Giving and Receiving | A Deeper Look at the Art and Soul of Giving
~ Published December 5, 2016 ~
Bringing awareness to the art of giving and receiving can enrich both our
own souls and those of others.
I'm sure you've heard the old adage that it is more blessed to give than to receive, right? And while it certainly feels good to give, there is no joy in the giving unless there is a gracious receiver on the other end. Both giving and receiving, if done with love and joy and openness, can act as a salve to soothe a tired soul. So if you want your life to really flow and be easy, it's best to learn how to do both graciously and happily.
Most of us have had our receiving wings clipped at an early age, especially women. And we've been conditioned to go overboard in the giving department. We need balance here because without it, we are constantly stressed and drained.
Let's just take the holiday season as an example. Holiday gift giving has become such a burden that we quite naturally associate the holidays with stress. This is ridiculous. The time from Thanksgiving through New Year's should be characterized by taking stock of the past year and enjoying the real meaning of the holidays. Instead it has become an "Are you ready for Christmas?" frenzy.
You can make your life easier and create your own heaven on earth right here, right now, by learning how to balance giving and receiving. You can give and receive in a whole new way-a way that honors and values Self and protects you from those who take more than they give.
The Power of Giving
Let's start our discussion with the power of giving, because few things in life are more satisfying than being able to give freely and from a full heart. This type of giving truly brings heaven to earth for everyone around you. And I'm not just talking about giving materially. Giving the gift of your time and your attention can be invaluable-to children, to animals, to other people. Giving of your time and attention to those in need-or just to give-feels fantastic when you do it healthfully.
Gifts of your time and attention that are obligations and duties, on the other hand, drain you. We are often made to feel guilty when we don't have the time or energy to volunteer or give our time and attention to a "worthy" cause. But our giving needs to include us. We need to give ourselves the resources to feel whole and replenished. Otherwise the well will eventually run dry. And we'll end up feeling resentment. And perhaps become bitter.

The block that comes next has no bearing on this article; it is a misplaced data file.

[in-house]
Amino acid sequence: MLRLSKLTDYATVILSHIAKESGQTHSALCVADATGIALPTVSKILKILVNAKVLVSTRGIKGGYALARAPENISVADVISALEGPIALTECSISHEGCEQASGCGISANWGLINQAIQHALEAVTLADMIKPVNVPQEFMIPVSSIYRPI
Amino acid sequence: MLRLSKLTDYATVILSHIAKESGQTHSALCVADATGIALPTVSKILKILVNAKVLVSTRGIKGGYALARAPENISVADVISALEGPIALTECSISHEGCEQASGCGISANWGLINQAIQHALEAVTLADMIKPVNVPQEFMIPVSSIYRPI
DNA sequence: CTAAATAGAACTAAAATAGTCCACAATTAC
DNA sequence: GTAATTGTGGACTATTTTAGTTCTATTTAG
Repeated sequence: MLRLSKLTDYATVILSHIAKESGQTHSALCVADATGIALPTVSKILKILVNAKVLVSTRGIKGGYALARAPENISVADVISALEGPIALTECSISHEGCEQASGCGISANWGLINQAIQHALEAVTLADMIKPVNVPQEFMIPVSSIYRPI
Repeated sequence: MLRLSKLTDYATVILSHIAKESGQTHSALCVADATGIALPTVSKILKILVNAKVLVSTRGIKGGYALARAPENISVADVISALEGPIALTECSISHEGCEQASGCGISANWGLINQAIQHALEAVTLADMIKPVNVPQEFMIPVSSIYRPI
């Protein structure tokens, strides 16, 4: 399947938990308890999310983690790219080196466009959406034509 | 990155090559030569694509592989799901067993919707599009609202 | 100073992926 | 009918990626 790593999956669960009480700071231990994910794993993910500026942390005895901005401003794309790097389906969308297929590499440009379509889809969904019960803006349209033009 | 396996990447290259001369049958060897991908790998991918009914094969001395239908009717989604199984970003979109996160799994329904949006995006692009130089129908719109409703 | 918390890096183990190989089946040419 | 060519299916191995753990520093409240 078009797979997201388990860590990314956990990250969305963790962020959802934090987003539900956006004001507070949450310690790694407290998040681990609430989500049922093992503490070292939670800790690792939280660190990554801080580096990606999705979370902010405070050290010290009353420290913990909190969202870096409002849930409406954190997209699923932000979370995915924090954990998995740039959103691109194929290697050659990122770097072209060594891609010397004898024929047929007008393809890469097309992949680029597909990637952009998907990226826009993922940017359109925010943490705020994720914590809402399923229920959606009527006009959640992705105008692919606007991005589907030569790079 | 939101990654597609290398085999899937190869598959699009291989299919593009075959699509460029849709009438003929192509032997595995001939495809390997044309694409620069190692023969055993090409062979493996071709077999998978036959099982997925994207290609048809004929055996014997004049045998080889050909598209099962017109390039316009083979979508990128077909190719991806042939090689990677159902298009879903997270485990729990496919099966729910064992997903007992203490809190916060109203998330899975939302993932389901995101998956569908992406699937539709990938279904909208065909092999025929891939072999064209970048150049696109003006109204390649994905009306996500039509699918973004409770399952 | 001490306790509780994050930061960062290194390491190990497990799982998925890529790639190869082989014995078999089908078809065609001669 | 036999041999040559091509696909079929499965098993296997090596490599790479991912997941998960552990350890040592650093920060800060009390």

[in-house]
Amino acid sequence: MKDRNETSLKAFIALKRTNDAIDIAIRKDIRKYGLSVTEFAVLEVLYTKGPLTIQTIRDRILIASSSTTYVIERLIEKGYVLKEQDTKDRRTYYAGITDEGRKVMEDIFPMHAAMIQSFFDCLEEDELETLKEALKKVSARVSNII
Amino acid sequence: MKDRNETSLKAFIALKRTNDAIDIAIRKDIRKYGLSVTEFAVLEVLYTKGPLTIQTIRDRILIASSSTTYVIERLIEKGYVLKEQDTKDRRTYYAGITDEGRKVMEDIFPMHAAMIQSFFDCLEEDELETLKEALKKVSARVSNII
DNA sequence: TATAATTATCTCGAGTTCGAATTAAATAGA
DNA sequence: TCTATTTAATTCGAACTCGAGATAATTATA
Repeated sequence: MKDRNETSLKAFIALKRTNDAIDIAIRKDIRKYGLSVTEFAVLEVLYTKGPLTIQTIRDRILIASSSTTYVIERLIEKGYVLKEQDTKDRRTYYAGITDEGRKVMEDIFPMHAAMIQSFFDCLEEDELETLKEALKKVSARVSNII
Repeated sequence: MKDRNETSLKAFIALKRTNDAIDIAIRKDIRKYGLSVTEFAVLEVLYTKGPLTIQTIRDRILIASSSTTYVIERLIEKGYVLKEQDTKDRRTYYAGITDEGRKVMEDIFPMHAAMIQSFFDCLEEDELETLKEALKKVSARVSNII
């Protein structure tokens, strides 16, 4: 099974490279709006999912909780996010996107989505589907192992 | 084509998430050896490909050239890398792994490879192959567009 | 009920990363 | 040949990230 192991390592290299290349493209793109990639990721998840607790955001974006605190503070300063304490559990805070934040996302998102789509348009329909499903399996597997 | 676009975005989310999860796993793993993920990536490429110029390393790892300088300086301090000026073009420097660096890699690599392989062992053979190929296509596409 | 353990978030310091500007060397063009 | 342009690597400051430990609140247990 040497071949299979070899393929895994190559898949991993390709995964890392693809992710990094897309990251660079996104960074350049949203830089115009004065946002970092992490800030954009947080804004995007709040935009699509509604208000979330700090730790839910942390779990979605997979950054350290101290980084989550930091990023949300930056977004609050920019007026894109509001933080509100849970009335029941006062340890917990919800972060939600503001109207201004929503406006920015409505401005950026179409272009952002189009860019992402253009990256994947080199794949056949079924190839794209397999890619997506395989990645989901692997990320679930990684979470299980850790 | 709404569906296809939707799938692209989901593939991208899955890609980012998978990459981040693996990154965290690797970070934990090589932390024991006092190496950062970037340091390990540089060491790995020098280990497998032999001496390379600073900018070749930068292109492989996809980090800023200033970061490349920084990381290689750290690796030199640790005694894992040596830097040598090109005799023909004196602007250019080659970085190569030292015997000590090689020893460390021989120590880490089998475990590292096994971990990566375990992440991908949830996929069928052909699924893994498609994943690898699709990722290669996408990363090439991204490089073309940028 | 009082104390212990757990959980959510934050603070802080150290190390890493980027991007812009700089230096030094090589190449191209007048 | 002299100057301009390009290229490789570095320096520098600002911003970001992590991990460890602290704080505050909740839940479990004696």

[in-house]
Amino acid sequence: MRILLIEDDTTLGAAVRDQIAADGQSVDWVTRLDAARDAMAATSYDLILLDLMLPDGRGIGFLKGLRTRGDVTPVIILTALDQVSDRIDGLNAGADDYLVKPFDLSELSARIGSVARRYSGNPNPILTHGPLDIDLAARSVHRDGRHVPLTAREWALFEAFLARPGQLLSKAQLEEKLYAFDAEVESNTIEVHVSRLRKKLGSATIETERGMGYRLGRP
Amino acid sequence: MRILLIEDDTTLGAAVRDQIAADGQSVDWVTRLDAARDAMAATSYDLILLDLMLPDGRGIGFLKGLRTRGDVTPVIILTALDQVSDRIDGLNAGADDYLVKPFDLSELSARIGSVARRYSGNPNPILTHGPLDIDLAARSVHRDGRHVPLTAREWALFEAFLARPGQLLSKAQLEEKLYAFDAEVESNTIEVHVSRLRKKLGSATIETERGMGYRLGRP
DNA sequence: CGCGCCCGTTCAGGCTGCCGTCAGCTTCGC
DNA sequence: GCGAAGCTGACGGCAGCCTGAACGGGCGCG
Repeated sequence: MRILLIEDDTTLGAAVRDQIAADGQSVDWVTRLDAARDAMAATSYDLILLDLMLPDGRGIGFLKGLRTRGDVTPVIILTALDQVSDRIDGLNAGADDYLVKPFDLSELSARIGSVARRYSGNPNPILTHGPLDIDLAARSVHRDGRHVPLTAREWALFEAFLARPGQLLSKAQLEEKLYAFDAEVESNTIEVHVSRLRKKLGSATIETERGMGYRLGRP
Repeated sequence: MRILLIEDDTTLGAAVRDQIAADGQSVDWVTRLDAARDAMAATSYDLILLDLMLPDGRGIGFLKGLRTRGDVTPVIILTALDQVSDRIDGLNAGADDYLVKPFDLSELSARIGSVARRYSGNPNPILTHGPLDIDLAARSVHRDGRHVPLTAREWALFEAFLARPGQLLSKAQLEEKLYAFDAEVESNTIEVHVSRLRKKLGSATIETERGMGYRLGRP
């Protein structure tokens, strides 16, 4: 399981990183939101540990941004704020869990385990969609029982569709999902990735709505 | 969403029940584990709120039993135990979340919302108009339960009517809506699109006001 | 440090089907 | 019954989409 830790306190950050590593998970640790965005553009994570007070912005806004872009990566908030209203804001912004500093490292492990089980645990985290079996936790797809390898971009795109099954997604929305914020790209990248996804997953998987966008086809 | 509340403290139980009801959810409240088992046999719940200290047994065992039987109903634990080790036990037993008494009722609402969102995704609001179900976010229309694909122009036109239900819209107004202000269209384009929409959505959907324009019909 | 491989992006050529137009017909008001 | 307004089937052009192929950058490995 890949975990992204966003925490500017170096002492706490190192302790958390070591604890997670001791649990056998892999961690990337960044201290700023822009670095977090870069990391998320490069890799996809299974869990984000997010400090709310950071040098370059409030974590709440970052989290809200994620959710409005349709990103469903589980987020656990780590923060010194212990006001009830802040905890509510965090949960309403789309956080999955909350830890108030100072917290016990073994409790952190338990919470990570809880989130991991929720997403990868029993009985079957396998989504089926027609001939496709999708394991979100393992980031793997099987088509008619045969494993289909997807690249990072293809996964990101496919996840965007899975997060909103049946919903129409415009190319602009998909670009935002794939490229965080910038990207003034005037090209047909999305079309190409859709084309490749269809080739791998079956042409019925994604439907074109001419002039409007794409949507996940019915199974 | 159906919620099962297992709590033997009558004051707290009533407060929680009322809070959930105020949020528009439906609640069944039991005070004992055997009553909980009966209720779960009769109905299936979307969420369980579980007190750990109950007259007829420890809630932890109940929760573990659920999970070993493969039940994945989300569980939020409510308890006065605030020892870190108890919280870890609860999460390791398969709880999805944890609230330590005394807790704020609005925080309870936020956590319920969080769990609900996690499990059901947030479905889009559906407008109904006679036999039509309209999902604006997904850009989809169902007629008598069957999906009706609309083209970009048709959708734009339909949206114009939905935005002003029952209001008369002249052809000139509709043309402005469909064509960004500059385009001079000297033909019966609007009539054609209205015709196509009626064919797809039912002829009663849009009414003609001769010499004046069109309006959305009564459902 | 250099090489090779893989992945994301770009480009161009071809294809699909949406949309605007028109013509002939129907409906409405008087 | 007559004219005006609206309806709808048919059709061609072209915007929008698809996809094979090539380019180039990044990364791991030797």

To give healthfully, you need to truly get in touch with yourself. Often we say yes to a request when we should say no because we don't want to face the consequences of saying no. We're worried that saying no will let someone down when we want to please them. Or perhaps we undervalue our time and energy and put the needs of others ahead of our own. Or we're worried that others will think we're selfish if we don't say yes. Or perhaps we just forget that our needs actually do matter-and they matter just as much as the needs of the other person.
But we all have to say no sometimes if we are going to keep ourselves healthy. To do this, we have to set benign boundaries in our giving and then stop when we reach those boundaries. You can do this graciously by saying, "Thank you so much for asking me, but I must say no to your request at this time." You also don't owe anyone a long explanation. Just say, "I simply can't." As Dr. Mario Martinez explains, "A benign boundary is reached when you can calibrate between resentment (you did too much) and guilt (you did not do enough). This embodied middle way allows you to take care of yourself without ignoring the needs of others. It's an action of what the Tibetan Buddhists call inclusive compassion: you are included in the compassionate act." What a brilliant solution!